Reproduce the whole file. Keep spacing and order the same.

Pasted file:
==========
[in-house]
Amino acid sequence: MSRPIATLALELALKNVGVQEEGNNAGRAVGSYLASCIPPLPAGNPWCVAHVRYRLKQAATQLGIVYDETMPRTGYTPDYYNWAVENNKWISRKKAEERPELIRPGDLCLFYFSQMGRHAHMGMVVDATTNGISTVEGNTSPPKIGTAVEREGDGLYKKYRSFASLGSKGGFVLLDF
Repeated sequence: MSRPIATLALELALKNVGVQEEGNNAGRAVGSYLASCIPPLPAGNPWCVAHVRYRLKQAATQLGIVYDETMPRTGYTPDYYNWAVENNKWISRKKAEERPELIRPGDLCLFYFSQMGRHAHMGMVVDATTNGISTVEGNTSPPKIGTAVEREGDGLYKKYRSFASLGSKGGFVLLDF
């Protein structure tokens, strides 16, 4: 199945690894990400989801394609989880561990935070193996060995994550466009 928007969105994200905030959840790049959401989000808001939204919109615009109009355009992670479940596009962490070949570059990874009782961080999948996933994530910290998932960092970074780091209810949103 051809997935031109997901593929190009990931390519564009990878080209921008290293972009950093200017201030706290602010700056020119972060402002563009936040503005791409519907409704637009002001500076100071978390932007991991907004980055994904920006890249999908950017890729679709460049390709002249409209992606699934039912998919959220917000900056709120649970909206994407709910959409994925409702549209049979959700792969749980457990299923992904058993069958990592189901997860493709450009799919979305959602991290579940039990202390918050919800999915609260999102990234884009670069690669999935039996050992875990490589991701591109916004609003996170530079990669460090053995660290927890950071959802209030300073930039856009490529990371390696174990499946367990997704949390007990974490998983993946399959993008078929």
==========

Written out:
[in-house]
Amino acid sequence: MSRPIATLALELALKNVGVQEEGNNAGRAVGSYLASCIPPLPAGNPWCVAHVRYRLKQAATQLGIVYDETMPRTGYTPDYYNWAVENNKWISRKKAEERPELIRPGDLCLFYFSQMGRHAHMGMVVDATTNGISTVEGNTSPPKIGTAVEREGDGLYKKYRSFASLGSKGGFVLLDF
Repeated sequence: MSRPIATLALELALKNVGVQEEGNNAGRAVGSYLASCIPPLPAGNPWCVAHVRYRLKQAATQLGIVYDETMPRTGYTPDYYNWAVENNKWISRKKAEERPELIRPGDLCLFYFSQMGRHAHMGMVVDATTNGISTVEGNTSPPKIGTAVEREGDGLYKKYRSFASLGSKGGFVLLDF
């Protein structure tokens, strides 16, 4: 199945690894990400989801394609989880561990935070193996060995994550466009 928007969105994200905030959840790049959401989000808001939204919109615009109009355009992670479940596009962490070949570059990874009782961080999948996933994530910290998932960092970074780091209810949103 051809997935031109997901593929190009990931390519564009990878080209921008290293972009950093200017201030706290602010700056020119972060402002563009936040503005791409519907409704637009002001500076100071978390932007991991907004980055994904920006890249999908950017890729679709460049390709002249409209992606699934039912998919959220917000900056709120649970909206994407709910959409994925409702549209049979959700792969749980457990299923992904058993069958990592189901997860493709450009799919979305959602991290579940039990202390918050919800999915609260999102990234884009670069690669999935039996050992875990490589991701591109916004609003996170530079990669460090053995660290927890950071959802209030300073930039856009490529990371390696174990499946367990997704949390007990974490998983993946399959993008078929």